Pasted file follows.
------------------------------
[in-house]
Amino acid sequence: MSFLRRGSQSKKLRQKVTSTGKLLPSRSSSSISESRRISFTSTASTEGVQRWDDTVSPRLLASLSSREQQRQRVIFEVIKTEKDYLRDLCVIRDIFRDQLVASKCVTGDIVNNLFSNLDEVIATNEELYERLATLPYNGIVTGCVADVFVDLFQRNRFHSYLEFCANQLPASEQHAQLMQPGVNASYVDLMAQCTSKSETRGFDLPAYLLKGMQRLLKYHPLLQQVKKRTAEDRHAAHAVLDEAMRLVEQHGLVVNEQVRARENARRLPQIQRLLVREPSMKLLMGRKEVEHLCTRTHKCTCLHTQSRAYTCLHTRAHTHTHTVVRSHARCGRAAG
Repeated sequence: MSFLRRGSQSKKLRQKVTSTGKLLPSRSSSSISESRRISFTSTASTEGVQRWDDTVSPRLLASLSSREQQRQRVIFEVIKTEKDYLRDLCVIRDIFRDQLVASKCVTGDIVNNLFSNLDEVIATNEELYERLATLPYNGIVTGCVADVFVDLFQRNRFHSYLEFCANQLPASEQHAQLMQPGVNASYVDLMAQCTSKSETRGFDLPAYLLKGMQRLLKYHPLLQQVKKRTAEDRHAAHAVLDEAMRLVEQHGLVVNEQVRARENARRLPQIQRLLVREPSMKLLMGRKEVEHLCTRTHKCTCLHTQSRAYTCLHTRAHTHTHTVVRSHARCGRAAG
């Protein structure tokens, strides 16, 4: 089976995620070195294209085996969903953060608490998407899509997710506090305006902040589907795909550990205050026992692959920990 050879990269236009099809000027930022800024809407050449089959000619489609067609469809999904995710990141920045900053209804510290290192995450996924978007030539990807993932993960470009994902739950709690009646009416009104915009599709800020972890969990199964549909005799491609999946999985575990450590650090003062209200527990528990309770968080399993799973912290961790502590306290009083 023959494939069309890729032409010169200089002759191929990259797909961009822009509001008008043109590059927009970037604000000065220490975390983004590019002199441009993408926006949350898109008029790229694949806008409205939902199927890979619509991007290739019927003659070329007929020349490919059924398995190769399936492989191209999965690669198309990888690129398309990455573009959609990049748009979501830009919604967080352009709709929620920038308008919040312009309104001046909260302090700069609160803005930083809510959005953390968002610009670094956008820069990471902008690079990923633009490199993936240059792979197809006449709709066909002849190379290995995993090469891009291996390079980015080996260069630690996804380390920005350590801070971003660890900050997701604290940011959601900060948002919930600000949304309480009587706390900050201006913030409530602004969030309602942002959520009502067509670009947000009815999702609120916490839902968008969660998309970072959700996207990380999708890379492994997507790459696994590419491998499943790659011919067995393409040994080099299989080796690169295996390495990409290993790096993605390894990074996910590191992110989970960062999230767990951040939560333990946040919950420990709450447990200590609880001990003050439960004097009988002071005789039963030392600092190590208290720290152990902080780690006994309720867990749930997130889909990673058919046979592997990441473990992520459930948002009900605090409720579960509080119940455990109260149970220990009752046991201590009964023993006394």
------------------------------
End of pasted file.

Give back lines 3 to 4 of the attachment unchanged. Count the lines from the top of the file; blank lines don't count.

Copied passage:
Repeated sequence: MSFLRRGSQSKKLRQKVTSTGKLLPSRSSSSISESRRISFTSTASTEGVQRWDDTVSPRLLASLSSREQQRQRVIFEVIKTEKDYLRDLCVIRDIFRDQLVASKCVTGDIVNNLFSNLDEVIATNEELYERLATLPYNGIVTGCVADVFVDLFQRNRFHSYLEFCANQLPASEQHAQLMQPGVNASYVDLMAQCTSKSETRGFDLPAYLLKGMQRLLKYHPLLQQVKKRTAEDRHAAHAVLDEAMRLVEQHGLVVNEQVRARENARRLPQIQRLLVREPSMKLLMGRKEVEHLCTRTHKCTCLHTQSRAYTCLHTRAHTHTHTVVRSHARCGRAAG
């Protein structure tokens, strides 16, 4: 089976995620070195294209085996969903953060608490998407899509997710506090305006902040589907795909550990205050026992692959920990 050879990269236009099809000027930022800024809407050449089959000619489609067609469809999904995710990141920045900053209804510290290192995450996924978007030539990807993932993960470009994902739950709690009646009416009104915009599709800020972890969990199964549909005799491609999946999985575990450590650090003062209200527990528990309770968080399993799973912290961790502590306290009083 023959494939069309890729032409010169200089002759191929990259797909961009822009509001008008043109590059927009970037604000000065220490975390983004590019002199441009993408926006949350898109008029790229694949806008409205939902199927890979619509991007290739019927003659070329007929020349490919059924398995190769399936492989191209999965690669198309990888690129398309990455573009959609990049748009979501830009919604967080352009709709929620920038308008919040312009309104001046909260302090700069609160803005930083809510959005953390968002610009670094956008820069990471902008690079990923633009490199993936240059792979197809006449709709066909002849190379290995995993090469891009291996390079980015080996260069630690996804380390920005350590801070971003660890900050997701604290940011959601900060948002919930600000949304309480009587706390900050201006913030409530602004969030309602942002959520009502067509670009947000009815999702609120916490839902968008969660998309970072959700996207990380999708890379492994997507790459696994590419491998499943790659011919067995393409040994080099299989080796690169295996390495990409290993790096993605390894990074996910590191992110989970960062999230767990951040939560333990946040919950420990709450447990200590609880001990003050439960004097009988002071005789039963030392600092190590208290720290152990902080780690006994309720867990749930997130889909990673058919046979592997990441473990992520459930948002009900605090409720579960509080119940455990109260149970220990009752046991201590009964023993006394």